Friday, April 4, 2008, marked 40 years since the assassination of the Rev. Martin Luther King, Jr, then thirty-nine years-old, in Memphis, TN in 1968.
Friday, April 4, 2008, marked 40 years since the assassination of the Rev. Martin Luther King, Jr, then thirty-nine years-old, in Memphis, TN in 1968. Dr. Martin Luther King, Jr. came to Memphis to organize a strike for workers' rights. The sanitation workers were protesting their low wages and poor working conditions.
One night before his death, the legendary Dr. King delivered his last speech on April 3, 1968, "I've Been to the Mountain Top" in which King stated, "We have nothing to fear, but fear itself. Strangely enough, I would turn to the almighty, if you allow me to live just a few years in the second half of 20th century I would be happy. That's a strange statement to make because the world is all messed up. The nation is sick, trouble is in the land, confusion all around, that's a strange statement."
On April 4, Dr. Martin Luther King, Jr would be assassinated while standing on the balcony at the Lorraine Motel as he prepared for an evening rally. His murder would bring on riots and race riots in hundreds of cities which spanned for days that burned the communities of Blacks. Thousands of soldiers where called in by the government to control the violence which led to arrests of more than 20,000 people and killings of more than 50,000. The riots ended with millions of dollars of damage.
Even 40 years after his death and goal to bring equality, Blacks are stated to still be experiencing greater rates of poverty and crime than their counterparts and have not reached equality socially and economically.
On April 3, 2008 Congress honored Dr. King with tributes from numerous lawmakers which included House Speaker Nancy Pelosi, Congressman John Lewis, Senator Harry Reid, amongst others in the Capitol's Statuary Hall. Senator Harry Reid urged everyone to continue to strive for his dream of equality during his speech at the ceremony and Congressman John Lewis who worked with the late Dr. Martin Luther King stated because of King's leadership, people rose up out of fear, and were willing to put their bodies on the line.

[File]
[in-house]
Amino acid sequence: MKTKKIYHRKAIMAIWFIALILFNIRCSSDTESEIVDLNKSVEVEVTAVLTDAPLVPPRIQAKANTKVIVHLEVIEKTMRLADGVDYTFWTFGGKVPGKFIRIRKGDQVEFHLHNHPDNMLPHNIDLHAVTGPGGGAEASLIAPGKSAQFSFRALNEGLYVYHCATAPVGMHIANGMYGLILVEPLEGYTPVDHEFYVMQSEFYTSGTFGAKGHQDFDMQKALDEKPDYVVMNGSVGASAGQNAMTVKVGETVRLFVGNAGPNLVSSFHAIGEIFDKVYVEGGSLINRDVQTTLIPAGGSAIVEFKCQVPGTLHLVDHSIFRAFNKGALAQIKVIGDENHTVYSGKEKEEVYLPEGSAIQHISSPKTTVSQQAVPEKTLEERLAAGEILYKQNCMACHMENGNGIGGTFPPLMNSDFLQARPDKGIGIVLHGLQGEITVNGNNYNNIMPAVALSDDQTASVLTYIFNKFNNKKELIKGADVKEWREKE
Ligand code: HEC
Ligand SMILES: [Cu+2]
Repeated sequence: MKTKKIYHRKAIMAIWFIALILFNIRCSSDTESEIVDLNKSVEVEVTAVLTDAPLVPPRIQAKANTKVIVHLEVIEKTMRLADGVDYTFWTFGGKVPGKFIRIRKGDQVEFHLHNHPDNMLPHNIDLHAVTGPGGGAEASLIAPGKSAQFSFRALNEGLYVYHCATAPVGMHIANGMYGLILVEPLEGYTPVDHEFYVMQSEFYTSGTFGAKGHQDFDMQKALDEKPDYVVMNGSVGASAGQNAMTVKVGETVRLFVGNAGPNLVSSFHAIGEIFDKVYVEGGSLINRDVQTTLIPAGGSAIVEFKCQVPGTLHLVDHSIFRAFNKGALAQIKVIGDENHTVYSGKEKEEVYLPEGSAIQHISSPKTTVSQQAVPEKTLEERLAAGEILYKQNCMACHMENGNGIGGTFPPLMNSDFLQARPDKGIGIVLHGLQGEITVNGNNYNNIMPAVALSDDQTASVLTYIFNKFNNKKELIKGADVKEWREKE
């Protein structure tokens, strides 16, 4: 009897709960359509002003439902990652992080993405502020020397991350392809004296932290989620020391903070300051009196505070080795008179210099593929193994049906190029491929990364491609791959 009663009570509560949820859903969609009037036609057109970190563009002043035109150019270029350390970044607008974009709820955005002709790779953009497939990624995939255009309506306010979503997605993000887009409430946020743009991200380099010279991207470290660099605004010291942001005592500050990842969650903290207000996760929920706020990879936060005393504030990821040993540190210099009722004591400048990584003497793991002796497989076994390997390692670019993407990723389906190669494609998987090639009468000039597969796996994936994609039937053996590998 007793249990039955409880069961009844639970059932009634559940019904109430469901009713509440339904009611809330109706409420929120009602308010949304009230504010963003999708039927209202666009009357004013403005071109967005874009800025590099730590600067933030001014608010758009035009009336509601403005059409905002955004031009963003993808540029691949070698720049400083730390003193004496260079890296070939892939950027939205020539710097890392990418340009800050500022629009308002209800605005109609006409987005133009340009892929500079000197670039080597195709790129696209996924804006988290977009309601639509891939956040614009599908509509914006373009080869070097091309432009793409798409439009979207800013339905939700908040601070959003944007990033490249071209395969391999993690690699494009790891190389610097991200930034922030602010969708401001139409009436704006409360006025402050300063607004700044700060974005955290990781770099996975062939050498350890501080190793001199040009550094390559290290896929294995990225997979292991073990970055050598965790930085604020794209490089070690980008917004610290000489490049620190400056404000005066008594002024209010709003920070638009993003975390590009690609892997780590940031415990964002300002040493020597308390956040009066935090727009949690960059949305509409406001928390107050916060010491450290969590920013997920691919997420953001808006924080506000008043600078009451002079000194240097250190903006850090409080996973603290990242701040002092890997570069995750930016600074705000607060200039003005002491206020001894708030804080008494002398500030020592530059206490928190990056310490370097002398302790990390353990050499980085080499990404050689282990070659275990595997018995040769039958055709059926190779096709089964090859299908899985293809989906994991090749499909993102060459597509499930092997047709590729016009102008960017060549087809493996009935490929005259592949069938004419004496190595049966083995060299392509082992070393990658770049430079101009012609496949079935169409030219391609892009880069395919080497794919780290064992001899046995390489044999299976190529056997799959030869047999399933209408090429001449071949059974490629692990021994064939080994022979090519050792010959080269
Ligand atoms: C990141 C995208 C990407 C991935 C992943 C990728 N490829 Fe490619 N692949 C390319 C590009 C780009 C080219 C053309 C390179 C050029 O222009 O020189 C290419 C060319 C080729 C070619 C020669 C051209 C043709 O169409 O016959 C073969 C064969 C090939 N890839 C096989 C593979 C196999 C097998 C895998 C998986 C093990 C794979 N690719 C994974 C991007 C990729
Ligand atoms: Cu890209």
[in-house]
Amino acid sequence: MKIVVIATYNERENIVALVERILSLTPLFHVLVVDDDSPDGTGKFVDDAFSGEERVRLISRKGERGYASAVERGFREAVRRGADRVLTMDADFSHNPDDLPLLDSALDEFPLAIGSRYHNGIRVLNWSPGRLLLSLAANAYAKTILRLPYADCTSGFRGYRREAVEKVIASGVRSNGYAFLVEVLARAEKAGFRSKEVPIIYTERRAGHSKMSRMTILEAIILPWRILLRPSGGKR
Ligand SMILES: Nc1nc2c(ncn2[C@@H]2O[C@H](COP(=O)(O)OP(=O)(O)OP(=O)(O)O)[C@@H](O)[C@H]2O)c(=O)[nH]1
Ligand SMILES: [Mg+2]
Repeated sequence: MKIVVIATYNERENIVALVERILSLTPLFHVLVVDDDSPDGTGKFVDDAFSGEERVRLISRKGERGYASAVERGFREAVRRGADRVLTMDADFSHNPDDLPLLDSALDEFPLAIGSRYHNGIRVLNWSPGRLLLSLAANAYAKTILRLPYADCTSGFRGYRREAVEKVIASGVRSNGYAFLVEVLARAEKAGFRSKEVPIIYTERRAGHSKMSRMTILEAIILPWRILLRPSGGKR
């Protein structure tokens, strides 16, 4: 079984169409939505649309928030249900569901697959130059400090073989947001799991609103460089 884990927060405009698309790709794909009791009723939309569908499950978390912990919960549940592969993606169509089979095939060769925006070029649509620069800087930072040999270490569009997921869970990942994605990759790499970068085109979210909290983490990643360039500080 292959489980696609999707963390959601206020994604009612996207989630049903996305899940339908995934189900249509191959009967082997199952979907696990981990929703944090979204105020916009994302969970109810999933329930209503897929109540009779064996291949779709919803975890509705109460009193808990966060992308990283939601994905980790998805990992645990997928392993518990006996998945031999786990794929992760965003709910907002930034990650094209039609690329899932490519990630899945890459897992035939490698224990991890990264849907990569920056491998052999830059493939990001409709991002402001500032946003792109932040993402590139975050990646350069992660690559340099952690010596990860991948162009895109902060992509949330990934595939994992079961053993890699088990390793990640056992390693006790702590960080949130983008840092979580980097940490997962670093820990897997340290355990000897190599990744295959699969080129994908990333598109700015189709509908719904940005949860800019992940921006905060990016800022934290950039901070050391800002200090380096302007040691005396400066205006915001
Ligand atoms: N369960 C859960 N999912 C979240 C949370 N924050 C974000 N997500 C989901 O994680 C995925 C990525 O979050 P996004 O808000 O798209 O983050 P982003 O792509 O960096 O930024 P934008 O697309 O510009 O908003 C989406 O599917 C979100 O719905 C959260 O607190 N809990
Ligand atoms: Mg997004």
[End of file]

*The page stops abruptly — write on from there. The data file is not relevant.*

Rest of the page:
In 1983, following an overwhelming 383-90 vote in favor of establishing the holiday, Dr. Martin Luther King, Jr. Day, President Ronald Reagan signed the bill into law. Though the Arizona Senator John McCain visited Memphis Friday honoring Dr. Martin Luther King, Jr., reportedly, McCain was one of only 90 Representatives to vote against establishing MLK day as a national holiday. For years the presidential hopeful has faced criticism due to his vote against creating a federal holiday celebrating Dr. Martin Luther King's birthday. McCain would later state he was wrong to vote against the federal holiday honoring King.
Also in Memphis, more than 800 people made their way through the streets in the rain to honor Dr. Martin Luther King at the National Civil Rights Museum. The room which Dr. Martin Luther King, Jr stayed prior to his assassination may be seen at the National Civil Rights Museum (formerly the Lorraine Motel) which exhibits moments in the civil rights movement in the United States.
Speakers encouraged the attendees to follow King's example by working to help the poor, improve public schools and provide housing for the homeless. Memphis Mayor Willie Herenton spoke about remembering marching with the sanitation workers and protesting city policies in 1968.
"I never dreamed that one day I would come from a protester against the mayor to enter City Hall as the mayor," Herenton stated.
Herenton's comment seems to fit into the dreams of King being that he is the first black elected Mayor of Memphis. Martin Luther King, Jr is most remembered for his "I Have a Dream" speech in 1963 which spoke of these kinds of dreams and brought together millions in the United States to work for racial justice.